Five to six months
I arrive home and find him lying on the queen-size bed playing with his mother. My boy sees me, squeals, and kicks his legs like mad. Then he reaches out for me to take him, greeting me with a grunting, hooting sound. And I'm on my way to him.
A compliment, followed by a direct proposition. The primal pick-up line, already down pat.
On my train through the suburbs, on my way back to my wife and my boy, I plot my evening's B-list - all the stuff I'd like to do once I'm done doing all the stuff I have to do.
I'll email my friend in Singapore, burn that square-dance CD for Dad, phone up two mates to wish them a mid-January happy new year. Most nights I bat less than zero - no like-tos with still a bunch of have-tos left for tomorrow.
Then, as I doze off to the 11 o'clock news, I begin to understand the meaning of the term: "There aren't enough hours in the day".
Good. If there were enough, I'd probably die. As it is, I merely fall asleep.
The first time my boy stopped the room, he was five months old. Friends were over for a Sunday evening barbecue. One of them, Matt, is asthmatic. Something in the pickles set him off. His airways suddenly thickened. He snatched for his Ventolin, but his coughs continued heavy and hard. The three grown-ups watched with growing anxiety; my boy sat, top heavy, on my knee.
My friend coughed and coughed. Then everyone but Matt looked towards me, and I looked down at my boy. He had his wide eyes fixed on Matt, and he was laughing his gums out. Matt coughed again, and my boy laughed and laughed, loud and hearty, big and gummy. A man having an asthma attack was, literally and absolutely, the funniest thing he had seen in his life.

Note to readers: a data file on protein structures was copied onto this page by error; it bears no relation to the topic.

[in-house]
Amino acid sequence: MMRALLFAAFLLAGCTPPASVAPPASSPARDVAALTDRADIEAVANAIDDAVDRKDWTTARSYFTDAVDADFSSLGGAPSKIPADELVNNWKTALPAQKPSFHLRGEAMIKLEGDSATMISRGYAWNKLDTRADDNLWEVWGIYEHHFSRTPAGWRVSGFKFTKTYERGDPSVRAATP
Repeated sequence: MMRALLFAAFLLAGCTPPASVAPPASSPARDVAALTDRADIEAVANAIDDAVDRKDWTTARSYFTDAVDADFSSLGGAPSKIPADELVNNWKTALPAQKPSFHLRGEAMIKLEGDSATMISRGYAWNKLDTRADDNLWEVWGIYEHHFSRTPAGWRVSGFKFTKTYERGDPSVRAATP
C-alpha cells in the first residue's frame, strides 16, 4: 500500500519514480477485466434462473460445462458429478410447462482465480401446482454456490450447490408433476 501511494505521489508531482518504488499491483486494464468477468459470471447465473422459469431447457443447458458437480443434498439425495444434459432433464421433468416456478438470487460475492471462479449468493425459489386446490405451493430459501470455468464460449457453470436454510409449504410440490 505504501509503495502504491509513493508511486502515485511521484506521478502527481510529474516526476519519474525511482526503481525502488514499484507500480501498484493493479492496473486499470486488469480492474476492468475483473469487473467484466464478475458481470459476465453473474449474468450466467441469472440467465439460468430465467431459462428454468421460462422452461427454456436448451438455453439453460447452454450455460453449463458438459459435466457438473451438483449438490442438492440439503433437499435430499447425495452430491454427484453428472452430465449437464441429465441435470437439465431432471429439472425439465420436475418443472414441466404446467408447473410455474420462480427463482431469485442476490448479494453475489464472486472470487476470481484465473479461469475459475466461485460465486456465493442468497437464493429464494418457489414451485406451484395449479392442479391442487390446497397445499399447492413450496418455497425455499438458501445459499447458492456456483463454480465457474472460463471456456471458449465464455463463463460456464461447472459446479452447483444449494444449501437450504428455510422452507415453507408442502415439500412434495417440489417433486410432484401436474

I wake at six and turn on the radio soft, careful not to break my wife's precious, precarious sleep. ABC feeds of overseas networks report terrorist strikes, famines, the prospects and outcomes of war. I listen to this stuff for peace of mind. Otherwise, I'll just lie there and worry.
In the half-dark at seven, I collect pants, shoes, undies, belt and tie before showering, clearing the dishwasher, and loading the washing machine. After downing my cereal, I leave a bowl of dry grains and a jug of milk beside my wife's bed.
Sometime after I've gone, my wife will wake, change my boy's nappy and feed him. Sometime after I've gone, he'll look up and those pink gums will go to her heart. Some other time, some other way: the joy of it will come again.
I return at dusk, take my boy in my arms and pace the kitchen with him pressed warm against my shoulder, his spit seeping through my shirt and onto my skin. Food and bath and tears before bedtime. And each of us will feel this hot, high emotion before our boy closes his eyes, and we close his door.
My wife sleeps first. I follow before 11, turning on the radio, soft as fog: real disasters to keep imagined ones at bay.Today, like every day, our boy has given us joy. Today, like too, too many days - joy-wise, that's been about it.
Six to seven months
They retain this bald patch on the back of their heads. You lay them on their backs to sleep nowadays - in the pram and on the floor rug beneath the dangling toys. And the hair never gets to grow there, in a little circle, like he's some kind of mini-monk.